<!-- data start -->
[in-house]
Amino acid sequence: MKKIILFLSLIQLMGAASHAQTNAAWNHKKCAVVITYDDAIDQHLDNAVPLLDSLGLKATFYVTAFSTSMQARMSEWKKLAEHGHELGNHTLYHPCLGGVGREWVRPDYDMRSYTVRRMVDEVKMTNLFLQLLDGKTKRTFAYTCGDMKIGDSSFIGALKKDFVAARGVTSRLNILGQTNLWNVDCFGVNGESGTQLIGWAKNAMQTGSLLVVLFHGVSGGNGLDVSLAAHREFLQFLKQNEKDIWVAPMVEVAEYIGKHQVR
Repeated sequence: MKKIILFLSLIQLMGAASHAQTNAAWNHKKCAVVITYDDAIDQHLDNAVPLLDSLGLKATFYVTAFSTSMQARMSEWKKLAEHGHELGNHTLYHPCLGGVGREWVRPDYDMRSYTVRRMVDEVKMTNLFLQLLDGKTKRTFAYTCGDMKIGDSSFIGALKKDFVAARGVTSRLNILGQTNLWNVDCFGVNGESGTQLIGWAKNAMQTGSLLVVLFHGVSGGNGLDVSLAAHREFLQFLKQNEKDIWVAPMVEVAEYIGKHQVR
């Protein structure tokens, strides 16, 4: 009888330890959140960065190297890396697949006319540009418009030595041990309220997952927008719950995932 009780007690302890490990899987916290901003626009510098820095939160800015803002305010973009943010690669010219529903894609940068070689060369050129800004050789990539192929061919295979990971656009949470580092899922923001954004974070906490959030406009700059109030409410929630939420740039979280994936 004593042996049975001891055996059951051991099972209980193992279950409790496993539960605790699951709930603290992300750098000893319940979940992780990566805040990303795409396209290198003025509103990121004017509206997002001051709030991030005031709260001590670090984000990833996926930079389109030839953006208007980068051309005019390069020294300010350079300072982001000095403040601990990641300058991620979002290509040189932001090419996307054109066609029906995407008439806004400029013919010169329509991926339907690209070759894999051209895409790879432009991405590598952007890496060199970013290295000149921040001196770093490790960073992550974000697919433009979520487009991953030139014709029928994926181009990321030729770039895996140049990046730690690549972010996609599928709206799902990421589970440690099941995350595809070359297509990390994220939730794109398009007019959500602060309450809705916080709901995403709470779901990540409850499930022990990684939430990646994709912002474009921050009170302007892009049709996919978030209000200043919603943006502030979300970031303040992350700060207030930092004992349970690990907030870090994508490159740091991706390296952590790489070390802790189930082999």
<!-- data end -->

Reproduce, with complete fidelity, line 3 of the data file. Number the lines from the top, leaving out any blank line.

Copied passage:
Repeated sequence: MKKIILFLSLIQLMGAASHAQTNAAWNHKKCAVVITYDDAIDQHLDNAVPLLDSLGLKATFYVTAFSTSMQARMSEWKKLAEHGHELGNHTLYHPCLGGVGREWVRPDYDMRSYTVRRMVDEVKMTNLFLQLLDGKTKRTFAYTCGDMKIGDSSFIGALKKDFVAARGVTSRLNILGQTNLWNVDCFGVNGESGTQLIGWAKNAMQTGSLLVVLFHGVSGGNGLDVSLAAHREFLQFLKQNEKDIWVAPMVEVAEYIGKHQVR